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The 'Worst Deal Ever Negotiated' Is Still Untouched

Photo: Evan El-Amin / Shutterstock.com

“The worst deal ever negotiated.”

Those words, lobbed at former President Barack Obama’s nuclear deal with Iran, have echoed since the beginning of Donald Trump’s presidential campaign. And yet, since taking office, the Iran deal has become something of an itch that Trump just can’t scratch.

World leaders recently gathered in New York for the UN General Assembly (UNGA). As expected, Trump didn’t hold back on his criticism of the deal, calling it an “embarrassment to the United States” and saying that the world hadn’t “heard the last of it,” with “it,” presumably, being the alleged problems with the deal. Yet, bombastic comments aside, Trump has made no progress in dismantling the deal, and he also seems to be failing to curb Iran’s influence in the region; the growing frustration within the administration over this dilemma is apparent.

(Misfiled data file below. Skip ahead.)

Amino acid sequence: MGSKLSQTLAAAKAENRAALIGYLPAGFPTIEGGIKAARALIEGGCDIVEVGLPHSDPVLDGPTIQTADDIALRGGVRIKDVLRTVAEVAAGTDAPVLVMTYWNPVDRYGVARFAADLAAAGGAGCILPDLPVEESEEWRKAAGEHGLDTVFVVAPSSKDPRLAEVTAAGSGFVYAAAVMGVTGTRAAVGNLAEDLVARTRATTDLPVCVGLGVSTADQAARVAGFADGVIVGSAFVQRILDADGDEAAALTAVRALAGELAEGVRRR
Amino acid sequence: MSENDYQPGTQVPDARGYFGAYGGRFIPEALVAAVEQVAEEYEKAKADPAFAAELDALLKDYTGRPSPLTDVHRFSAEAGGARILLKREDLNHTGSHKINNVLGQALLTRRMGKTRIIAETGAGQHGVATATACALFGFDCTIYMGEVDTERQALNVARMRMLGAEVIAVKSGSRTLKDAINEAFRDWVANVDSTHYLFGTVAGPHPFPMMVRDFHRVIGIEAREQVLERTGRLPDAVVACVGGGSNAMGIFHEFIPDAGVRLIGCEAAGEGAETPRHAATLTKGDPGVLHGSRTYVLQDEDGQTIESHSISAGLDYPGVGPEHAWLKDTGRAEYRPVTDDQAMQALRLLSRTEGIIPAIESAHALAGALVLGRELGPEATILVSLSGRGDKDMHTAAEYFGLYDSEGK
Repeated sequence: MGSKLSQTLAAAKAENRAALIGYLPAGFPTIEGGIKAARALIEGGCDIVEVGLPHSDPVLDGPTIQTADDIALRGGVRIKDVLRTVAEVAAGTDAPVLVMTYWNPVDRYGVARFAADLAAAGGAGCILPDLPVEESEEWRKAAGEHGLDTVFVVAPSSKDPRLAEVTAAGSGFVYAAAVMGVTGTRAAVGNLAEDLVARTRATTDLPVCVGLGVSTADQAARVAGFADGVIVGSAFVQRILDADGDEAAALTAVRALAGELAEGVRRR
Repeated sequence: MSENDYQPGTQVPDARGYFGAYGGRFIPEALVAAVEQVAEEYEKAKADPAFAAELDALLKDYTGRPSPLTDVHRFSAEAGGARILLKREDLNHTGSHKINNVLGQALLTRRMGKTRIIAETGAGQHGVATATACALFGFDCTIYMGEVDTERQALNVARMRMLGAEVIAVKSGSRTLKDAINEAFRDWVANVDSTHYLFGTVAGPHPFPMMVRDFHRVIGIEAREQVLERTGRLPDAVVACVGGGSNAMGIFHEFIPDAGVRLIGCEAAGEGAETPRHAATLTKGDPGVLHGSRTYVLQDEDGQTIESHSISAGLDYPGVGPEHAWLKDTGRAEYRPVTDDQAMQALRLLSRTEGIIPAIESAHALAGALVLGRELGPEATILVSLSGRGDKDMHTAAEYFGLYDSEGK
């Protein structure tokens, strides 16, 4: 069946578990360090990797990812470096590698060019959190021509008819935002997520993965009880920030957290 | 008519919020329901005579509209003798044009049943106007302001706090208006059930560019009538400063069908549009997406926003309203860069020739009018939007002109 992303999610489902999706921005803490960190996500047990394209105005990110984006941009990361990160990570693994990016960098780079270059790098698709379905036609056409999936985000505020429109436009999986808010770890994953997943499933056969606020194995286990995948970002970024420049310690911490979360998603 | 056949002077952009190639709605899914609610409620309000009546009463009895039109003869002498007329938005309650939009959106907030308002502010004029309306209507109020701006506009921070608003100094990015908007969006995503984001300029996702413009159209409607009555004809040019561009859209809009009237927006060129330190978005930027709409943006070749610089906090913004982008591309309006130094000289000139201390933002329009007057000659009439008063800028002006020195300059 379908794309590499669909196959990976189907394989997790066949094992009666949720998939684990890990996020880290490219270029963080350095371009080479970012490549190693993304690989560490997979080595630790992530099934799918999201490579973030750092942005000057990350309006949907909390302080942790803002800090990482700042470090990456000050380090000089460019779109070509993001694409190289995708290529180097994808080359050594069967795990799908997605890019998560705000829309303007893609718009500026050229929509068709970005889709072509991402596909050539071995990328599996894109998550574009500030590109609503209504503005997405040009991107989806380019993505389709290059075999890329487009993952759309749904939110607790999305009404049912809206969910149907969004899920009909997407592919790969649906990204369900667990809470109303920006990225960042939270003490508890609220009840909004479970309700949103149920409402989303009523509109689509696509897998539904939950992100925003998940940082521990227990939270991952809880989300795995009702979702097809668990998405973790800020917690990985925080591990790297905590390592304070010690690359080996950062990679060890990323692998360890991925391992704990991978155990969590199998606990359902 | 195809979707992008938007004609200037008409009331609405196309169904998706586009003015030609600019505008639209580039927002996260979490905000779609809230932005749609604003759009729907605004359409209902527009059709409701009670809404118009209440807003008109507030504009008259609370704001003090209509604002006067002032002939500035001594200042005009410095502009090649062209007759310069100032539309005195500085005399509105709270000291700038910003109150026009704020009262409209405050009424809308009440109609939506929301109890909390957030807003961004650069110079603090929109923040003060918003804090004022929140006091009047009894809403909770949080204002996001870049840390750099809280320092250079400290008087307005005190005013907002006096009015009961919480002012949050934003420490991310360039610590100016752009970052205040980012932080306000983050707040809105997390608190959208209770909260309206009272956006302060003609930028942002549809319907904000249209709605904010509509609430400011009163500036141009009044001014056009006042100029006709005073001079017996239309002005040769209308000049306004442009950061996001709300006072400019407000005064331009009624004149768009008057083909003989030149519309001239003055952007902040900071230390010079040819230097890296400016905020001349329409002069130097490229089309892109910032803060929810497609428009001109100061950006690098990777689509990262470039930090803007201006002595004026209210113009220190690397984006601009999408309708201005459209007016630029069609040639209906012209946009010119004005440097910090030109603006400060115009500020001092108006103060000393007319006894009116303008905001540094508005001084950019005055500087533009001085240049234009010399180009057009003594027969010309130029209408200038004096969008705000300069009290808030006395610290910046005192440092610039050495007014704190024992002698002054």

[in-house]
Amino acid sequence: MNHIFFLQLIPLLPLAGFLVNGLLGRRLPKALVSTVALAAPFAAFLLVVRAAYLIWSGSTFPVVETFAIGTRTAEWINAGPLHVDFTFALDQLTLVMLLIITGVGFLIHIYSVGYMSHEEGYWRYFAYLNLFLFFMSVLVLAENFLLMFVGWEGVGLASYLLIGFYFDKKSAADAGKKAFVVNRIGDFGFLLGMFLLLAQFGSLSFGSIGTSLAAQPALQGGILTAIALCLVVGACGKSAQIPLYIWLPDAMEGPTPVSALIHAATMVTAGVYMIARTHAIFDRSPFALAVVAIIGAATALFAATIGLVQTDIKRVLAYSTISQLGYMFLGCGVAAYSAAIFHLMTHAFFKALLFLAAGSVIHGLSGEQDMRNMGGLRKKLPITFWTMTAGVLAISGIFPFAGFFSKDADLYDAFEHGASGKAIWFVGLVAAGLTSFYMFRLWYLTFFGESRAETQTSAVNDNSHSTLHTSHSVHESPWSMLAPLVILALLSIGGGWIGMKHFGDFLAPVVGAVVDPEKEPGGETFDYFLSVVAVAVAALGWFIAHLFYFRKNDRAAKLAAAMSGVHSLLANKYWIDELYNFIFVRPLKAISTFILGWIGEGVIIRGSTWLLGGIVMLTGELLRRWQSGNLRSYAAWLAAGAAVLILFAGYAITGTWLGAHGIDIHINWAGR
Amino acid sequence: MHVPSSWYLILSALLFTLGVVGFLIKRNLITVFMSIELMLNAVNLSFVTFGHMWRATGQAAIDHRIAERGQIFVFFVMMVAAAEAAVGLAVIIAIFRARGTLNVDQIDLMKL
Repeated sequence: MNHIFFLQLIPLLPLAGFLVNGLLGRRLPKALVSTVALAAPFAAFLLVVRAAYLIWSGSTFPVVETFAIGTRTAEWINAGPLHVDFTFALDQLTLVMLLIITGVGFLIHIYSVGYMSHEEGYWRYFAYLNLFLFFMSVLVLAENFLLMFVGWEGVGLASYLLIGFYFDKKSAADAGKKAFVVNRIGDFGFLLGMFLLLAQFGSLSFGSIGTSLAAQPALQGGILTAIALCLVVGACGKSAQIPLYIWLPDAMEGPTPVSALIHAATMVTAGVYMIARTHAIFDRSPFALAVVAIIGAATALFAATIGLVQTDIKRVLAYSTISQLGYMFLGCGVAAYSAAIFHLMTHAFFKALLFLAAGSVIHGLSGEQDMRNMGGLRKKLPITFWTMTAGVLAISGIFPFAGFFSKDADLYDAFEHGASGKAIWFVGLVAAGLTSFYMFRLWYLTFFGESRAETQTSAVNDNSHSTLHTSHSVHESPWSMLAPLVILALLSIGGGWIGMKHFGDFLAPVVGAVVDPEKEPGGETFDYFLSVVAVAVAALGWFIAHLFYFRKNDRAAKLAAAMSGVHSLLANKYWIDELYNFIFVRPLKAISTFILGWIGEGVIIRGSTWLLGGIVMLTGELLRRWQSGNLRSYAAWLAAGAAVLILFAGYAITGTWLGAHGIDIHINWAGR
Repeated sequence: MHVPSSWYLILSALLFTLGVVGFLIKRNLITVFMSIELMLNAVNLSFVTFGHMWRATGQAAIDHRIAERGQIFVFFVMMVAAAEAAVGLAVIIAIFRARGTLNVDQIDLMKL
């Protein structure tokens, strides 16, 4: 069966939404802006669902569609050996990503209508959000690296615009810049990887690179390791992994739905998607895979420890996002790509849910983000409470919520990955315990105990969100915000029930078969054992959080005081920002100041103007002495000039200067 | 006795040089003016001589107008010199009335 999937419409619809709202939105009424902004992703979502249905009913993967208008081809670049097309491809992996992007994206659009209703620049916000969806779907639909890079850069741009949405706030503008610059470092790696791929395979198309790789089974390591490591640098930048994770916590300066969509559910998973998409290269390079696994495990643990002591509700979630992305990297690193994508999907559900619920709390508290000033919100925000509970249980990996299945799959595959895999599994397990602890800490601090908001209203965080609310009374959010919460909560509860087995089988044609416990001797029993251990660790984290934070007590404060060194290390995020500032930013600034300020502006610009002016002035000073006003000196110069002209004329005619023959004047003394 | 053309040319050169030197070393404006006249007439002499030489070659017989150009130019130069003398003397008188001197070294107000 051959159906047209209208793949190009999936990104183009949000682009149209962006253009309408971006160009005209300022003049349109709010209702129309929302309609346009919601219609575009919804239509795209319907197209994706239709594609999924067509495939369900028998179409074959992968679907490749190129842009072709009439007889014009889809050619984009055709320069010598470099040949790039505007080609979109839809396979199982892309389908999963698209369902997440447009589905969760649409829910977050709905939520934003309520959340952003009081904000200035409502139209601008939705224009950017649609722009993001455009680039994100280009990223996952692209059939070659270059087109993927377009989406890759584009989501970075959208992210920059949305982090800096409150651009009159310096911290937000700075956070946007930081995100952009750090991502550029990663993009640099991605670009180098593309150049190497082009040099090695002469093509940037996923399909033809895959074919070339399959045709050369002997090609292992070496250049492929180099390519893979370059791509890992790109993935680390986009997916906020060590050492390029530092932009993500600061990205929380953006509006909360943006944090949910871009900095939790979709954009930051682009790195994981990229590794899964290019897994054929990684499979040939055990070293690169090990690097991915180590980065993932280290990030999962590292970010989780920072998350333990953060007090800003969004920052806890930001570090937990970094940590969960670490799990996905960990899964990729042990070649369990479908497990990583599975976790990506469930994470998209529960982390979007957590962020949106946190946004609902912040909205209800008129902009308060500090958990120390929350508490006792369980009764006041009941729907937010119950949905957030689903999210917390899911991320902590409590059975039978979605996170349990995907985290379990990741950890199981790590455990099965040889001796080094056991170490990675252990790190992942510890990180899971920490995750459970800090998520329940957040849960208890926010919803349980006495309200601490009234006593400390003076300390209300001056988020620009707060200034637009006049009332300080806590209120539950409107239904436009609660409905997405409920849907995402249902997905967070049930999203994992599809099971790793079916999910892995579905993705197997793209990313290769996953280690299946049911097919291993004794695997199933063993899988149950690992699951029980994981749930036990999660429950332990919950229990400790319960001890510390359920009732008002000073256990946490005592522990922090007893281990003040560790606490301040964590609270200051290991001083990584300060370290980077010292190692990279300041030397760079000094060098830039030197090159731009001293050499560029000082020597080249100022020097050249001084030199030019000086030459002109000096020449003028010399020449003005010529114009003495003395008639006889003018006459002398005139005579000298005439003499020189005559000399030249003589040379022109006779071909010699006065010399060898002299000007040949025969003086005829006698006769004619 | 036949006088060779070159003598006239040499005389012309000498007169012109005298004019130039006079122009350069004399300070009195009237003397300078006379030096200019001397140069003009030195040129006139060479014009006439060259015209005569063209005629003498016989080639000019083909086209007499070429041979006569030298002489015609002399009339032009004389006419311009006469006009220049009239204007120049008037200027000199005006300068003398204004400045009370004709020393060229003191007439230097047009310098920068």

Here, it’s important to note that in this latest round of criticism, Trump didn’t specifically state that he intends to “tear up” the deal, as he had previously promised to do. Moreover, he didn’t accuse Iran of breaching any nuclear weapons constraints. He, instead, focused on Iran’s poor human rights record, its financing of terrorism, its development of ballistic missile capabilities, and its meddling in the Middle East. (True to form, he did call Iran a “murderous” regime.)

For all of that, though, Trump has seemed consistently reluctant to actually dismantle the deal. And for good reason: It’s a key safeguard against Iran’s ability to produce nuclear weapons. As such, it’d be erratic, not to mention potentially dangerous, to jettison the deal outright.

The timing of Trump’s address is crucial, given that it comes right before he’d need to certify that Iran is staying true to its obligations. (Trump has previously certified Iran on two separate occasions.) More precisely, the Iran Nuclear Agreement Review Act (INARA) of 2015 requires the United States to certify by Oct. 15 of this year that the country is completely carrying out the Joint Comprehensive Plan of Action (JCPOA), which is the formal name for the Iran deal.

Trump has expressed annoyance with his national security team, specifically with Secretary of State Rex Tillerson, for not offering what he deems a compelling case that Iran isn’t fulfilling its obligations to the JCPOA. Yet, unfortunately for the president, the International Atomic Energy Agency hasn’t found any evidence to suggest that Iran is failing to fulfill its end of the deal.